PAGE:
Different Manifestations, Same G-d: How the Rabbinic Midrash Resolves the Different Incarnations of HaShem

Discussing the Divinity of Yeshua with an Orthodox Jew often goes like this:
Messianic:  “I believe that HaShem is the only G-d.  And I believe that Yeshua is a manifestation of HaShem.”
Orthodox Jew:  “So then you believe in different gods.”
Messianic:  “No, I believe in One G-d who is capable of making different manifestations.”
Orthodox Jew:  “Judaism teaches that G-d does not manifest in physical form–much less differentmanifestations!”
But is that really true that Judaism uniformly teaches that G-d does not make different manifestations?
So let’s look and see if that’s the case.  We’ll particularly be looking at G-d as a “man of war” (Exodus 15:3), G-d as an “Old Man” (Daniel 7:9) as interpreted in a midrash from Mekhilta De-Rabbi Ishmael, Tractate Bahodesh.

Note that in the following midrash it says that G-d “appeared” variously as a “mighty hero” (i.e. a young man) and as an “old man” (note:  the old man reference is taken from the phrases “Ancient of Days” and “the hair of his head like the pure [white] wool” in Daniel 7):
“I am the Lord, you God (ADONAI Elohekha)” (Ex. 20:2).
Why is this said?
     For this reason.  At the sea he [God] appeared (to them) as a mighty hero (gibbor) doing battle, as it is said:  ‘The Lord is a man of war” (Ex. 15:3).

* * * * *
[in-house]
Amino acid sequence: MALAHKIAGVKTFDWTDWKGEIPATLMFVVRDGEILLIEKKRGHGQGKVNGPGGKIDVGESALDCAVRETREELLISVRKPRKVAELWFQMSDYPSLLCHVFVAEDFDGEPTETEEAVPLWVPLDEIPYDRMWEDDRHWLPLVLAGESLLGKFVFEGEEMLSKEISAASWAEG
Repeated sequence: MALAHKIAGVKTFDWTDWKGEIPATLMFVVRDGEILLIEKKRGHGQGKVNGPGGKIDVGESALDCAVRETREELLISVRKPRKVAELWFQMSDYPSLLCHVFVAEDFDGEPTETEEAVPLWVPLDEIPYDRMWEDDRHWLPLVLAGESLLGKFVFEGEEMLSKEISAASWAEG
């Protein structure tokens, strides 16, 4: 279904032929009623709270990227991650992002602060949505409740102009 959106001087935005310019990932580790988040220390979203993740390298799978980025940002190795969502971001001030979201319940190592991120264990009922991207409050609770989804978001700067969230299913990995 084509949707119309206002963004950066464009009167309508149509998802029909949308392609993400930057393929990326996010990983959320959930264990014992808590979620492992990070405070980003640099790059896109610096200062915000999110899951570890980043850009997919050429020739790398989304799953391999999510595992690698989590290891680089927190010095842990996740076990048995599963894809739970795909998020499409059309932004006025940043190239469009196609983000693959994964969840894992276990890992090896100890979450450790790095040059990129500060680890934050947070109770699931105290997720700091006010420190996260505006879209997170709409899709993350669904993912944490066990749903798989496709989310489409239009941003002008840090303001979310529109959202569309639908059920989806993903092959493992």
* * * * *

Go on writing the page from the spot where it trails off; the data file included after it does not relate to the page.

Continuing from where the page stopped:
At Sinai he appeared (to them) as an old man (zaqen) full of mercy, as it is said:  “And they saw the God of Israel, etc.” (Ex. 24:10).  And of the time after they had been redeemed, what does it say?  “And the like of the very heaven for clearness” (ibid.).  Again it says:  “I beheld till thrones were placed” (Dan. 7:9).  And it also says:  “A fiery stream issued and came forth from before him, etc.” (Dan. 7:10).
     (Scripture, therefore,) would not let the nations of the world have an excuse for saying that there are two powers (shetei rashuyyot), but declares:  “I am the Lord, your God” (Ex. 20:2) –
     I am he who was in Egypt and I am he who was at the sea.
     I am he who was at Sinai.
     I am he who was in the past and I am he who will be in the future.
     I am he who is in this world and I am he who will be in the world to come, as it is said:  “See now that I, even I, am he, etc.” (Deut. 32:39).  And it says:  “Even to old age I am the same”  (Isa. 46:4).  And it says:  “Thus said the Lord, the King of Israel, and his redeemer, the Lord of Hosts (ADONAI tzeva’ot):  I am the first, and I am the last” (Isa. 44:6).  And it says:  “Who has wrought and done it?  He that called the generations from the beginning.  I, the Lord, who am the first, etc. [and with the last I am as well]” (Isa. 41:4).
     R. Nathan says:  “From here one can give an answer to the heretics (minim) who say: ‘There are two powers (shetei rashuyyot).’  For when the Holy One, blessed be he, stood up and exclaimed:  ‘I am the Lord, your God’ (Ex. 20:2), was there any one who stood up to protest against him?
     If you should say that it was done in secret—has it not been said:  “I have not spoken in secret, etc.” (Isa. 45:19)?  “I said not to the seed of Jacob” (ibid.), (that is), to these (alone) will I give it.  Rather, “they sought me in the desert” (ibid.).  Did I not give it in broad daylight (pangas)?  And thus it says:  “I the Lord  speak righteousness, I declare things that are right” (ibid.),” Schafer, The Jewish Jesus, pg. 57, quoting from Mekhilta De-Rabbi Ishmael, Tractate Bahodesh
So what’s the point of this midrash?  The point is that no matter how differently G-d may manifest–whether He were to appear as a young man or as an old man–He is still the same.  Different manifestations, same G-d!

Source: Orthodox Messianic Judaism (http://goo.gl/tTgTQM)